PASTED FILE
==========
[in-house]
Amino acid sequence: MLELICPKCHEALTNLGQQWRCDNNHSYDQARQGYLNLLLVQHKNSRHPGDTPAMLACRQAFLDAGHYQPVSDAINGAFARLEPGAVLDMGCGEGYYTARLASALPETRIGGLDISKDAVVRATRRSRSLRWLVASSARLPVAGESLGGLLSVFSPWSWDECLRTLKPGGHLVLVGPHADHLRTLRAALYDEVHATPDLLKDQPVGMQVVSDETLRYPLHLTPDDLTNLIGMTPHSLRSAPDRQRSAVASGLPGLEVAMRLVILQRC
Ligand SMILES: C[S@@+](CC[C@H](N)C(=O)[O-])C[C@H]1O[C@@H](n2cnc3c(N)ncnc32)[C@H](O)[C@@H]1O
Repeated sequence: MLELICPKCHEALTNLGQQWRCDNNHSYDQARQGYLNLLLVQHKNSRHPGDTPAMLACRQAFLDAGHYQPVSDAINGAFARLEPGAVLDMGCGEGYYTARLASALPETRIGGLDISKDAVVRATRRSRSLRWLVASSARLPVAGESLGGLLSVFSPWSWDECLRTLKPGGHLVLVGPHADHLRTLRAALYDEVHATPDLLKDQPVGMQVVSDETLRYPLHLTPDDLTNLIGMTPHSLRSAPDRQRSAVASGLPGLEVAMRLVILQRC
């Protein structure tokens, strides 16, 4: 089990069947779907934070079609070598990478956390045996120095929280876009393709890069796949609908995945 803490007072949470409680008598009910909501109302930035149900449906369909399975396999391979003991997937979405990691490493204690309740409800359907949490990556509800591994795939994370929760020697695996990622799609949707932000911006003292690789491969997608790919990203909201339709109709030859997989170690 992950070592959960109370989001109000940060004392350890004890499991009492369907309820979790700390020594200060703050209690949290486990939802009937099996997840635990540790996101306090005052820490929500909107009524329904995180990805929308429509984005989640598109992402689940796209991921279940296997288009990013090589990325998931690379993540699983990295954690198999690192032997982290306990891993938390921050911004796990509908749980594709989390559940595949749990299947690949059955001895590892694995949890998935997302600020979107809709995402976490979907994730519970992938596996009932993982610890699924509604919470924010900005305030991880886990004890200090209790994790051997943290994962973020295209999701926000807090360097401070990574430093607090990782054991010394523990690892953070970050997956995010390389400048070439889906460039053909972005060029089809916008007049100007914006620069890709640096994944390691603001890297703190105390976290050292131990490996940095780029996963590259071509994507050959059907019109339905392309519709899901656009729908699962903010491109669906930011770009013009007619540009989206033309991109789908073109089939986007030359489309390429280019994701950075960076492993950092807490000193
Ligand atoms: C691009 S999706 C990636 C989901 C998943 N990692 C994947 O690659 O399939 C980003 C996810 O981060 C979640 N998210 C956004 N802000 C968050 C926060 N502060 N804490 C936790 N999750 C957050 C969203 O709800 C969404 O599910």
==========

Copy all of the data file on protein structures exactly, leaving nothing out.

[in-house]
Amino acid sequence: MLELICPKCHEALTNLGQQWRCDNNHSYDQARQGYLNLLLVQHKNSRHPGDTPAMLACRQAFLDAGHYQPVSDAINGAFARLEPGAVLDMGCGEGYYTARLASALPETRIGGLDISKDAVVRATRRSRSLRWLVASSARLPVAGESLGGLLSVFSPWSWDECLRTLKPGGHLVLVGPHADHLRTLRAALYDEVHATPDLLKDQPVGMQVVSDETLRYPLHLTPDDLTNLIGMTPHSLRSAPDRQRSAVASGLPGLEVAMRLVILQRC
Ligand SMILES: C[S@@+](CC[C@H](N)C(=O)[O-])C[C@H]1O[C@@H](n2cnc3c(N)ncnc32)[C@H](O)[C@@H]1O
Repeated sequence: MLELICPKCHEALTNLGQQWRCDNNHSYDQARQGYLNLLLVQHKNSRHPGDTPAMLACRQAFLDAGHYQPVSDAINGAFARLEPGAVLDMGCGEGYYTARLASALPETRIGGLDISKDAVVRATRRSRSLRWLVASSARLPVAGESLGGLLSVFSPWSWDECLRTLKPGGHLVLVGPHADHLRTLRAALYDEVHATPDLLKDQPVGMQVVSDETLRYPLHLTPDDLTNLIGMTPHSLRSAPDRQRSAVASGLPGLEVAMRLVILQRC
């Protein structure tokens, strides 16, 4: 089990069947779907934070079609070598990478956390045996120095929280876009393709890069796949609908995945 803490007072949470409680008598009910909501109302930035149900449906369909399975396999391979003991997937979405990691490493204690309740409800359907949490990556509800591994795939994370929760020697695996990622799609949707932000911006003292690789491969997608790919990203909201339709109709030859997989170690 992950070592959960109370989001109000940060004392350890004890499991009492369907309820979790700390020594200060703050209690949290486990939802009937099996997840635990540790996101306090005052820490929500909107009524329904995180990805929308429509984005989640598109992402689940796209991921279940296997288009990013090589990325998931690379993540699983990295954690198999690192032997982290306990891993938390921050911004796990509908749980594709989390559940595949749990299947690949059955001895590892694995949890998935997302600020979107809709995402976490979907994730519970992938596996009932993982610890699924509604919470924010900005305030991880886990004890200090209790994790051997943290994962973020295209999701926000807090360097401070990574430093607090990782054991010394523990690892953070970050997956995010390389400048070439889906460039053909972005060029089809916008007049100007914006620069890709640096994944390691603001890297703190105390976290050292131990490996940095780029996963590259071509994507050959059907019109339905392309519709899901656009729908699962903010491109669906930011770009013009007619540009989206033309991109789908073109089939986007030359489309390429280019994701950075960076492993950092807490000193
Ligand atoms: C691009 S999706 C990636 C989901 C998943 N990692 C994947 O690659 O399939 C980003 C996810 O981060 C979640 N998210 C956004 N802000 C968050 C926060 N502060 N804490 C936790 N999750 C957050 C969203 O709800 C969404 O599910």